Yet at the same time, Crenshaw, a second-term Republican, beat a well-funded challenger by 13 points. In an interview, he said Trump’s narrow victory margins in suburban districts did not portend much for Republican candidates for Congress. Democrats didn’t pick up any seats in Texas in 2020.
“If you’re willing to take an unemotional and unbiased look at what happened, it’s pretty obvious where the general public is,” Crenshaw said. “And that’s a good thing for Republicans — if we’re just willing to learn the lesson and stick to the agenda and be nice.”
To maximize their edge, both parties seek to draw districts that spread out their supporters into as many places as possible, creating a large number of moderately safe seats, where incumbents can win with about 55 percent of the vote or so. Until 2018, traditional GOP-drawn seats like those held in states like Texas, Michigan and Georgia. But demographic changes and Trump-fueled shifts overwhelmed them, making them some of the most competitive races in the country in 2018 and delivering the House majority to Democrats that year.
In Travis County, Texas, which includes Austin, Republicans “got through the decade by dividing it into five pieces,” connecting suburban, high-growth areas to exurban and rural communities, said Matt Angle, a Democratic consultant in the state. “And it worked, but by the end of the decade, there was so much population growth, three of them were highly competitive.”
“I expect we’ll see that happen again around Houston and Dallas,” he added.
Rep. Tom Cole (R-Okla.), a former National Republican Congressional Committee chair, warned against Republicans pushing that formula and setting the party up for losses in an unforgiving environment.
“I’ve watched us get in trouble by stretching the rubber band too great,” Cole said. “If you’re running into what you think might be a good election, and this could be a good election for us, don’t get greedy. Don’t. Because there are going to be some bad elections out there.”
For Democrats, the combination of rapid population growth and a Trump-spurred realignment proved to be a winning formula. And they are hoping they don’t lose the new voters that Trump pushed to their camp.
Trump’s populist streak helped Republicans win three Minnesota districts in white, rural working-class areas and made for tighter-than-expected races for members like Reps. Peter DeFazio (D-Ore.), Ron Kind (D-Wis.) and Bustos, the former DCCC chair who represents northwest Illinois. Because those trends preceded Trump, operatives from both parties expect them to continue into the next decade.
Democrats had also seen some gains in the suburbs before 2016, but Trump accelerated that shift, bringing them seats that were previously out of reach but are now held by the likes of Democratic Reps. Colin Allred in Dallas, Lizzie Fletcher in Houston and Sean Casten and Lauren Underwood outside of Chicago.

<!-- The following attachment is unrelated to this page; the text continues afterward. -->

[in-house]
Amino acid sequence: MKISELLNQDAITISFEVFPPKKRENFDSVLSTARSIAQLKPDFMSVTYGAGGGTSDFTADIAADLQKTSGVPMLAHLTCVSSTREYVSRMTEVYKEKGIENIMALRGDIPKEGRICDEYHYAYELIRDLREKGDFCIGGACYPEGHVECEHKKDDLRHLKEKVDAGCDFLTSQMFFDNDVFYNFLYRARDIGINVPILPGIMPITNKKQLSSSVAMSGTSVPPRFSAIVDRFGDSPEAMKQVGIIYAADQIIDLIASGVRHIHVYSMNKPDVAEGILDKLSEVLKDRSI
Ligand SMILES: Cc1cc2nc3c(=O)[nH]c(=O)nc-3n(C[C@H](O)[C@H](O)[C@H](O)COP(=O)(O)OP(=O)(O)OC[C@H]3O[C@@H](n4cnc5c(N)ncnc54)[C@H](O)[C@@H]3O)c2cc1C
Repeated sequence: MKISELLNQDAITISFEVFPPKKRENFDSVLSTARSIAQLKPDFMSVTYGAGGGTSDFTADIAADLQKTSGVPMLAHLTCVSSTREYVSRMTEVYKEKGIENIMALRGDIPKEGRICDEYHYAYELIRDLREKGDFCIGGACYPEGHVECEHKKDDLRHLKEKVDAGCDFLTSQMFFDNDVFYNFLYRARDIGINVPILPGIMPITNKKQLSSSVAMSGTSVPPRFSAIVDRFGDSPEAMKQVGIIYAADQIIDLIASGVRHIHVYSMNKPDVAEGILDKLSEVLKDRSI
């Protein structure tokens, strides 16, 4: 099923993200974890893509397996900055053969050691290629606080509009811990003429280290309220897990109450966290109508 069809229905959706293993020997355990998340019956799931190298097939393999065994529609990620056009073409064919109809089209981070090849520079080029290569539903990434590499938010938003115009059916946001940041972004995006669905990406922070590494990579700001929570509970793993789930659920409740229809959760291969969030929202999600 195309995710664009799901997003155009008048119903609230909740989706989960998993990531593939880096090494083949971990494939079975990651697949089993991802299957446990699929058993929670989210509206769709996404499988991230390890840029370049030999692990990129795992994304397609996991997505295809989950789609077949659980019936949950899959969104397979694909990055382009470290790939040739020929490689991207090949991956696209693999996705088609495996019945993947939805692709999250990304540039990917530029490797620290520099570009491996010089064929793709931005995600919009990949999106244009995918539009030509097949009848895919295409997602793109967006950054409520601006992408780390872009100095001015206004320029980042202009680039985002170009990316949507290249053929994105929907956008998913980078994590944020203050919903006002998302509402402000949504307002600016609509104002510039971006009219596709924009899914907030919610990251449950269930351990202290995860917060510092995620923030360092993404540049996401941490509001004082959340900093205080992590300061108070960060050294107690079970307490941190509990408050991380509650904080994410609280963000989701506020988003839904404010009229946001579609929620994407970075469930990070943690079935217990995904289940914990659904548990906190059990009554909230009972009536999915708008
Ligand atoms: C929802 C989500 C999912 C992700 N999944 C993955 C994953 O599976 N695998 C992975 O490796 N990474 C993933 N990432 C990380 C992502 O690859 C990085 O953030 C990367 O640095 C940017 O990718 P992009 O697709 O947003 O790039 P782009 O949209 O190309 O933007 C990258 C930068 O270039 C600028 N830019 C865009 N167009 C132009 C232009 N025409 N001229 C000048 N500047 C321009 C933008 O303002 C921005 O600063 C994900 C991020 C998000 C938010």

However, Democrats are wary of relying too heavily on Trump-era data, in case it paints too rosy a picture of their prospects in places like those.
“Things like education level have actually been more durable as a predictive measure of competitive seats over the course of several cycles, even than Trump himself,” said Kelly Ward Burton, president of the National Democratic Redistricting Committee. Instead, she said, “You think of Trump as a factor in that mix, not as like its own one thing that you’re looking at. It’s sort of irresponsible to put all your eggs in one basket, frankly, in terms of looking for competitive seats.”
But the fact that Republicans have openly mused about the need to redraw districts to account for the purpling of the suburbs around Atlanta and Kansas City suggests that they accept that some voters who left their party in droves won’t return.
“The Trump era in the suburbs will not be an anomaly when it’s apparent that Trump continues to cast a large shadow over the party,” said one former Republican member of congress, who represented a suburban district and was granted anonymity to discuss the issue candidly. “That being said, I think we’re in some sort of hybrid existence, where the muscle memory of many of these districts is reflexively Republican and I think it is hard to believe that these suburban areas are now full-throated Democrats.”
Back in Florida, Mucarsel-Powell said that her district swung so quickly because Republicans “targeted communities of color with misinformation and voter suppression,” on top of a “Trump-specific focus on targeting Hispanics.”
“We have to be extremely cautious and vigilant for what Republicans are doing already to target these groups,” Mucarsel-Powell added, saying that she largely maintained her share of support among Cuban American voters from 2018 to 2020. “We need long-term investment in these communities and we can win them.”